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Loading coil

In telecommunication, a loading coil is a coil that does not provide coupling to any other circuit, but is inserted in a circuit to increase its inductance.

Note 1: Loading coils inserted periodically in a pair of wires reduce the attenuation at the higher voice frequencies up to the cutoff frequency of the low-pass filter formed by (a) the inductance of the coils and distributed inductance of the wires, and (b) the distributed capacitance between the wires. Above the cutoff frequency, attenuation increases rapidly.

Note 2: A common application of loading coils is to improve the voice-frequency[?] amplitude response characteristics of twisted cable pairs. When connected across a twisted pair at regular intervals, loading coils, in concert with the distributed resistance and capacitance of the pair, form an audio-frequency[?] filter that improves the high-frequency audio response of the pair.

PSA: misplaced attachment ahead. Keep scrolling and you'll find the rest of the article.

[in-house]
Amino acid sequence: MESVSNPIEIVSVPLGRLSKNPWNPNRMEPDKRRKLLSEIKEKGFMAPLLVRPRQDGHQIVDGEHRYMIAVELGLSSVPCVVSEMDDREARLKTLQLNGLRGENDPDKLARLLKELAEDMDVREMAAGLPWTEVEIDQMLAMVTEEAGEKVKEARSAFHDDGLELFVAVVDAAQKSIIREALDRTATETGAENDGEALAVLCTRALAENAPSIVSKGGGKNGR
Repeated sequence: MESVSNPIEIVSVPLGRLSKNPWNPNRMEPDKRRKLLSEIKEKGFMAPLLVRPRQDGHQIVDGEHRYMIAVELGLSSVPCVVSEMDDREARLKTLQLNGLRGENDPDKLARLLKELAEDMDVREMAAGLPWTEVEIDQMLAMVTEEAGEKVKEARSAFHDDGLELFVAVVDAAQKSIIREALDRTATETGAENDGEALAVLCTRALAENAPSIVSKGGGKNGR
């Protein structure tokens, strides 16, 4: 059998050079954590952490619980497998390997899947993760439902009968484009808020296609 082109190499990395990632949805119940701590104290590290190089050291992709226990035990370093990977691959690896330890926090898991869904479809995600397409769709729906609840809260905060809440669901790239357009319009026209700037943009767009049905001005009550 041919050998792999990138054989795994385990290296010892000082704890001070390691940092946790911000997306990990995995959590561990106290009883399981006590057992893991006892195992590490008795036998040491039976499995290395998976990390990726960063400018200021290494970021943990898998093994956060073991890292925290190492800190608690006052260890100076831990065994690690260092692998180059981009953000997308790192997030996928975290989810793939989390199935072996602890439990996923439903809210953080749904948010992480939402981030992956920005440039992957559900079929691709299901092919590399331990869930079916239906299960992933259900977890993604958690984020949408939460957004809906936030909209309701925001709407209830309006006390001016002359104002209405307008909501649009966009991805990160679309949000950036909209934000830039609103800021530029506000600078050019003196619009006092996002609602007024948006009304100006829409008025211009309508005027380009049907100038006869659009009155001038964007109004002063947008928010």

Note 3: When loading coils are in place, signal attenuation increases rapidly for frequencies above the audio cutoff frequency. Thus, when a pair is used to support applications that require higher frequencies, such as carrier systems, loading coils must be absent.

Source: from Federal Standard 1037C and from MIL-STD-188



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